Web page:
Deepwater Wind Begins Ocean Floor Survey for Offshore Wind Site

Deepwater Wind is beginning a new intensive phase of work on its South Fork Wind Farm and Revolution Wind projects. Next week, Deepwater Wind will deploy from Quonset Point a survey vessel and dozens of experts tasked with completing a multi-million dollar offshore research effort.

The start of this five-month long suite of detailed offshore surveys at Deepwater Wind’s federal lease site off New England will begin with the work of a 132-foot specialized liftboat and a support vessel, plus 25 local personnel, including geotechnical specialists, engineers, biologists, archaeologists and mariners. Their work will help inform the design and locations of the turbines at the South Fork Wind Farm and Revolution Wind.

“We’re embarking on this major scientific endeavor so we can better understand the seafloor where we’ll build these next windfarms,” said Deepwater Wind CEO Jeffrey Grybowski. “When we’re done, we’ll know more about this part of the ocean than ever before. Local laborers, mariners and scientists will help us get the job done.”

revwind hero1 700x386Area Piledrivers from Local 56 were busy this week at Specialty Diving Services’ quayside at Quonset Point preparing components on the Seacor liftboat Supporter, which traveled from the Gulf of Mexico for the job.

With its distinctive 200-feet long jack-up legs, the Supporter is designed to work in offshore waters. (It’s a similar vessel to the pair of liftboats that helped transport components for the Block Island Wind Farm from ProvPort to the wind farm site.)

Deepwater Wind commissioned the Providence, R.I. office of the engineering design firm GZA to perform this survey – the same local team who completed this work for the Block Island Wind Farm. GZA experts will oversee offshore sampling operations and then conduct the geotechnical analysis on these samples.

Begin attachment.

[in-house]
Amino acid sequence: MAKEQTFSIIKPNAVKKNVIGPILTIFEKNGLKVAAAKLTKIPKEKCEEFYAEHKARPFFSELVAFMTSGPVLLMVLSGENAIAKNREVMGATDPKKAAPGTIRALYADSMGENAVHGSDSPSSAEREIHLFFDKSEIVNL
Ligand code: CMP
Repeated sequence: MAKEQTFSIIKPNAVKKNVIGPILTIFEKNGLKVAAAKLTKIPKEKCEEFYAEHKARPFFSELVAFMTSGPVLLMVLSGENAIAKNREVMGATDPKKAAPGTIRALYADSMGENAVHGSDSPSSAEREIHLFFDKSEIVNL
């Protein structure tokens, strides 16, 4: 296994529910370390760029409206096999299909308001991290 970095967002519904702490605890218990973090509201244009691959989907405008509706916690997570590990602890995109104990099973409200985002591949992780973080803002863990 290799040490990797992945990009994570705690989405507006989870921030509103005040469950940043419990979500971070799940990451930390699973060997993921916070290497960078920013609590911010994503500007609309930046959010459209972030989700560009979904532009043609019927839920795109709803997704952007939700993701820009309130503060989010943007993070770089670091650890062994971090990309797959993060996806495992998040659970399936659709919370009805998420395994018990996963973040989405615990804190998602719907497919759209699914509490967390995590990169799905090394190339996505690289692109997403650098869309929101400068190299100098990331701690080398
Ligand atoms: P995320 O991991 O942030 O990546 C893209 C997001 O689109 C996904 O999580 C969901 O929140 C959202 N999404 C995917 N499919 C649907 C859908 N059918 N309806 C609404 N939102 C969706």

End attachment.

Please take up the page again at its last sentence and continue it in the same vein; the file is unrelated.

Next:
The 104-foot offshore support vessel Matthew Hughes will carry equipment and personnel back and forth from Quonset Point to the Supporter. Together, the vessels will be busy with geotechnical surveying offshore for the next month or so.

Deepwater Wind’s extensive studies will continue this fall, with additional geophysical surveys between September and December to support the development of the South Fork and Revolution Wind farms.

Deepwater Wind will conduct a specialized high-resolution geophysical survey of the site to identify any boulders buried in the seafloor. This highly specialized survey will inform the specific location of turbines. In addition, Deepwater has commissioned a separate team of experts to conduct a large-scale geophysical survey at the site.

A full suite of high-tech survey technology will be used in the geotechnical and geophysical surveys, including sonar, magnetometers and tools to measure the depth and slope of the seafloor. Marine biologists aboard will use monitoring systems and thermal imaging cameras to alert the team of any marine mammals in the area.

The South Fork Wind Farm and Revolution Wind projects are located in Deepwater Wind’s federal lease site, more than 15 miles south of the Rhode Island coast and more than 30 miles off Montauk, N.Y.

Once permits are in-hand, local construction work on the 90-megawatt (MW) South Fork Wind Farm would begin in 2021, with the wind farm in operations in 2022.

Construction would start as early as 2020 on the 400 MW of power from Revolution Wind to serve Rhode Island, and in 2021 on the 200 MW of power from Revolution Wind to serve Connecticut. Revolution Wind is planned to begin operations in 2023.

A similar survey effort is already underway off the coasts of Maryland and Delaware to inform the design and construction of Deepwater Wind’s 120 MW Skipjack Wind Farm.

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